Scientists Largely Trusted, But Also Seen As 'Inhuman'

Apr 10, 2016
Originally published on April 11, 2016 7:56 am

A 2014 Harris Poll found that U.S. adults rate being a scientist among the most prestigious occupations, topped only by doctors, military officers and firefighters.

Yet, current political debates suggest that scientists are regarded — at least by some — with more than a modicum of misgiving.

Climate change offers a perfect illustration. Donald Trump calls global warming a "hoax." Ted Cruz describes it as "the perfect pseudoscientific theory" to expand government control. And Marco Rubio accuses "these scientists" of misrepresenting the data. But misgivings about scientists isn't restricted to Republican presidential candidates, or to climate change: Issues like GMOs and vaccination can evoke similar unease.

How is it, then, that scientists are regarded so favorably along some dimensions, and so unfavorably along others?

A new paper by Bastiaan Rutjens and Steven Heine, just published in the journal PLOS ONE, sheds light on these questions. In a set of studies that recruited nearly 2,000 participants online, Rutjens and Heine found that scientists were regarded as more trustworthy and scrupulous than a "regular person," but also more robot-like, goal-oriented and cold — and more interested in the pursuit of knowledge than in "doing the right thing." One test that tapped into people's unconscious associations found that being a scientists was associated with immoral acts related to harm and purity — such as murder or incest — but not with those related to fairness or care, such as cheating or abuse.

The authors conclude: "While scientists are largely trusted (and liked), they are also viewed as somewhat inhuman and obsessed enough with the pursuit of knowledge that they are perceived as capable of immoral conduct and can be potentially dangerous."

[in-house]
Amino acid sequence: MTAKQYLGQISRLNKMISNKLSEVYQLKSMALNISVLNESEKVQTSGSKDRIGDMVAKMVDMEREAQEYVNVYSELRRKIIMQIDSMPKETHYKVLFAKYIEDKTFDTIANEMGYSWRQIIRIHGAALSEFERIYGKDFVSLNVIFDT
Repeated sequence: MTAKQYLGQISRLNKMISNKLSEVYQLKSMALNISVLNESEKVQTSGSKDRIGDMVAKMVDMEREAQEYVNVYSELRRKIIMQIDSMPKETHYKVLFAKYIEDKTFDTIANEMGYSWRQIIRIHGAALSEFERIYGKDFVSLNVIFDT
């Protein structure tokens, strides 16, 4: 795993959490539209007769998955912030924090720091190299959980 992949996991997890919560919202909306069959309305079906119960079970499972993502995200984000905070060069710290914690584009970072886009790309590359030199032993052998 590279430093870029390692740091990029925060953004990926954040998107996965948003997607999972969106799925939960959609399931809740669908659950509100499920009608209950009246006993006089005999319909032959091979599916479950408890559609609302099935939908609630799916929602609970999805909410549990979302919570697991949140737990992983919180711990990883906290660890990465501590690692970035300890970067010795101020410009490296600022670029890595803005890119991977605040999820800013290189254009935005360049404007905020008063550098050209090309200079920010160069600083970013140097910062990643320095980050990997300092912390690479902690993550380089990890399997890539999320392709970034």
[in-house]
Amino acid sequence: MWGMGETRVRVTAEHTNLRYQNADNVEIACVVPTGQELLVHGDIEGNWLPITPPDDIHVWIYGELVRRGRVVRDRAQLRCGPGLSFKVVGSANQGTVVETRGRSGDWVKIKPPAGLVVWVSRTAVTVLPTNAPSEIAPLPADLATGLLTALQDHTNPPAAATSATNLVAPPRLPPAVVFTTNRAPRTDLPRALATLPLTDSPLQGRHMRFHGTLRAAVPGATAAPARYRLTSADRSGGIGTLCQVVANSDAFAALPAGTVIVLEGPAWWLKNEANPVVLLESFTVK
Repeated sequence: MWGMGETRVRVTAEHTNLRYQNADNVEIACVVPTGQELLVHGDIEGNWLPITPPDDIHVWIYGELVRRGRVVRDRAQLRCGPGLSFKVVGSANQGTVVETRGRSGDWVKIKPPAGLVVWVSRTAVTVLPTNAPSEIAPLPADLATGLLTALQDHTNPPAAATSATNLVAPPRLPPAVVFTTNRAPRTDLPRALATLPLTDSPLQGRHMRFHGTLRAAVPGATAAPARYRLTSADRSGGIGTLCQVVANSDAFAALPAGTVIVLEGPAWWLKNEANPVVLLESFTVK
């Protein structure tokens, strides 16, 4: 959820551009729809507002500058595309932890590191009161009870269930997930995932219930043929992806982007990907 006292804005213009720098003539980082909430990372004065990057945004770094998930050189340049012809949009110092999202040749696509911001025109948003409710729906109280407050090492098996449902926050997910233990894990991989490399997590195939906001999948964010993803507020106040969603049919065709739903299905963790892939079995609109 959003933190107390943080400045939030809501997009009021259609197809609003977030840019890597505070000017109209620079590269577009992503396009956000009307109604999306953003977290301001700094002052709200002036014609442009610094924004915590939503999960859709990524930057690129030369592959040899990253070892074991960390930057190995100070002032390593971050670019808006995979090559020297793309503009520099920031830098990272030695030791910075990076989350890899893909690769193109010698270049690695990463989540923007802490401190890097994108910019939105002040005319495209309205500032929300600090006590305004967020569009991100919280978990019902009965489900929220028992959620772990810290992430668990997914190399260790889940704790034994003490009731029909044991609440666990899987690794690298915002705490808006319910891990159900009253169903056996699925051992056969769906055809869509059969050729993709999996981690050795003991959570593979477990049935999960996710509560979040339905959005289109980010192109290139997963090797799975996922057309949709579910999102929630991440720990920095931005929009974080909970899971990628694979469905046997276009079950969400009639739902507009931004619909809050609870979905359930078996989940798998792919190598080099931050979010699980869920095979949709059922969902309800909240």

To arrive at these conclusions, the authors conducted ten experiments investigating American adults' perceptions of scientists, as well as their perceptions of other social groups for comparison, including atheists, lawyers, and "regular people." Some of these experiments explicitly asked participants to indicate the extent to which members of these groups had particular characteristics (such as trustworthiness), while others used a phenomenon known as the conjunction fallacy to tap into implicit associations between social categories and actions.

For the conjunction fallacy task, participants were given a description of a man who engaged in some unsavory act. Participants were then asked to indicate whether it was more likely that the man is (a) a sports fan or (b) a sports fan who is also a scientist of some kind. Because sports fans who are also scientists are a subset of all sports fans, the latter answer (b) cannot possibly be more likely than the former (a). Nonetheless, people mistakenly make this selection when the description includes information that is considered to be representative of the second attribute (in this case, being a scientist), so analyzing the conditions under which people make this error can tell us something about the kinds of properties associated with different social groups. Here, the error would suggest that people consider the unsavory act that was described as more representative of a scientist than of an average sports fan.

You can see Rutjens discussing this research in 15-minute video available here:

Why might people have these negative associations for scientists? And does it matter?

Rutjens and Heine's final experiments suggest that scientists are regarded as valuing knowledge and exploration over other considerations, such as maintaining purity and social norms. If these different considerations are thought to be in competition, then scientists' perceived amorality could simply be a consequence of the high value they're believed to place on the pursuit of knowledge. Another contributing factor could be an implicit opposition between cognition and emotion: If scientists are believed to be high on the former, they must be low on the latter — hence robot-like, cold and devoid of emotion.

Be that as it may, these scientific stereotypes are almost certainly harmful. There's already evidence that "geeky" stereotypes about science and engineering can decrease women's interest in pursuing these fields, and plenty of reasons to think a more inclusive portrayal of science and scientists could be beneficial.

Changing stereotypes about scientists may not be enough to convince Donald Trump to take climate change seriously, but it can't hurt to reinforce a lesson that should have been obvious at the outset: that scientists are human, too.


Tania Lombrozo is a psychology professor at the University of California, Berkeley. She writes about psychology, cognitive science and philosophy, with occasional forays into parenting and veganism. You can keep up with more of what she is thinking on Twitter: @TaniaLombrozo

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